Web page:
Four years later, the researchers determined that 12.2 percent of those on a statin had experienced a heart attack, stroke or death from any cause. In comparison, 13.9 percent of those who had discontinued their statin met such a fate. The difference between the two groups is 1.7 percent.

Some cardiologists see this as a huge benefit. Others maintain that it is modest at best. The authors of this study state: “Continued use of statins after an adverse reaction may not be the optimal choice for everyone.”

Dr. Steve Nissen Goes After Statin Skeptics:

An editorial in the same issue of the Annals of Internal Medicine declares:

“Statin Denial:

An Internet-Driven Cult with Deadly Consequences”

Editorialist Dr. Steve Nissen of the Cleveland Clinic notes:

“Statins have developed a bad reputation with the public, a phenomenon driven largely by proliferation on the Internet of bizarre and unscientific but seemingly persuasive criticism of these drugs.”

He points out that:

“discontinuing statin treatment may be a life-threatening mistake.”

Dr. Nissen is very unhappy that more people are not taking statins. He argues that:

“56 million Americans are considered eligible for statin therapy, with about half actually receiving treatment.”

Dr. Nissen bemoans the fact that:

“We are losing the battle for the hearts and minds of our patients to Web sites developed by people with little or no scientific expertise, who often pedal ‘natural’ or ‘drug-free’ remedies for elevated cholesterol levels.”

It is Dr. Nissen’s opinion that if patients are stopping statins, a staggering number will die. He states that “statin discontinuation or non adherence has grave consequences.” He specifically targets what he calls “fad diets” that “offer patients the promise of nearly miraculous reversal of heart disease by dietary means.”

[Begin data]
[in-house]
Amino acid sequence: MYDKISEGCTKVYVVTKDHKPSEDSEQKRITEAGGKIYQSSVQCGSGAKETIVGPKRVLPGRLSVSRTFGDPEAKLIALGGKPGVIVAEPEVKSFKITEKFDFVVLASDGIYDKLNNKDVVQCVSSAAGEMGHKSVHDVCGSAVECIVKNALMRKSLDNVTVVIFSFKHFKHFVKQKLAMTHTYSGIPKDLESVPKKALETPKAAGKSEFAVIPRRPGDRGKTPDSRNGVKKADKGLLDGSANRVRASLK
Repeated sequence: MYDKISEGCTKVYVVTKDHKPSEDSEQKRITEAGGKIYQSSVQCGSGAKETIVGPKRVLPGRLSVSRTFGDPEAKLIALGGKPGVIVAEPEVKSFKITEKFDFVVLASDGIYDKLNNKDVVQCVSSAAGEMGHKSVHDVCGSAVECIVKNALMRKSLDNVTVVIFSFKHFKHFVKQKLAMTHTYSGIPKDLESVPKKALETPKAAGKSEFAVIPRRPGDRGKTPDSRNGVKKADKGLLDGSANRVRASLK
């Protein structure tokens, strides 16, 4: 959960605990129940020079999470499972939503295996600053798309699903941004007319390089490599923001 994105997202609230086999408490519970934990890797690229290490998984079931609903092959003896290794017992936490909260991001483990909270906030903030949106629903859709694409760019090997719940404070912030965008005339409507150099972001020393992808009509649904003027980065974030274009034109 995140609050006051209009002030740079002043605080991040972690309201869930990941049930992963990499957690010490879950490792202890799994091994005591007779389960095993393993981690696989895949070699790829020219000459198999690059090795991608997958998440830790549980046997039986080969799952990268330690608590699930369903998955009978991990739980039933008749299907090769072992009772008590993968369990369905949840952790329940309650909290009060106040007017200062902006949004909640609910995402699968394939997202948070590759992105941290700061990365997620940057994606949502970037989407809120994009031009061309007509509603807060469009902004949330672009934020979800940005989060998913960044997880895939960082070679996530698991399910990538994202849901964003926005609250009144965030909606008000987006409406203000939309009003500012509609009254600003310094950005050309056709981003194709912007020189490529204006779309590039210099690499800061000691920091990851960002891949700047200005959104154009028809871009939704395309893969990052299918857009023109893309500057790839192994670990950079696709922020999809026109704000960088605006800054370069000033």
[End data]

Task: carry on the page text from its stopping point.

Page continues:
“In many cases, the advocates aggressively promote their dietary approach as an alternative to statins, promising all of the benefits with none of the risks.”

Dr. Nissen calls upon “thoughtful physicians” to counter these dangerous cults by explaining to our patients that:

“discontinuing statin treatment may be a life-threatening mistake.”

Who Are The “Cultists”?

Dr. Oz comes in for specific criticism in Dr. Nissen’s editorial. Although not specifically named, three prominent cardiologists may also be in Dr. Nissen’s crosshairs:

Rita Redberg, MD, MSc, is Professor of Medicine at the University of California, San Francisco, and Director of the UCSF Women’s Cardiovascular Center. She is editor of one of the world’s pre-eminent medical journals, JAMA Internal Medicine.

Pascal Meier, MD, is an interventional cardiologist at University Hospital Geneva and The Heart Hospital, University College London Hospitals. He is Editor-In-Chief of Open Heart (BMJ), associate editor of the BMJ (British Medical Journal) and associate editor of the Cochrane Heart Group.

Aseem Malhotra, MD, is consultant cardiologist at London’s Lister hospital and at the Frimley Health NHS Foundation Trust.

These highly regarded cardiologists wrote an editorial in the British Journal of Sports Medicine (April 25, 2017).

The title of their article:

“Saturated fat does not clog the arteries: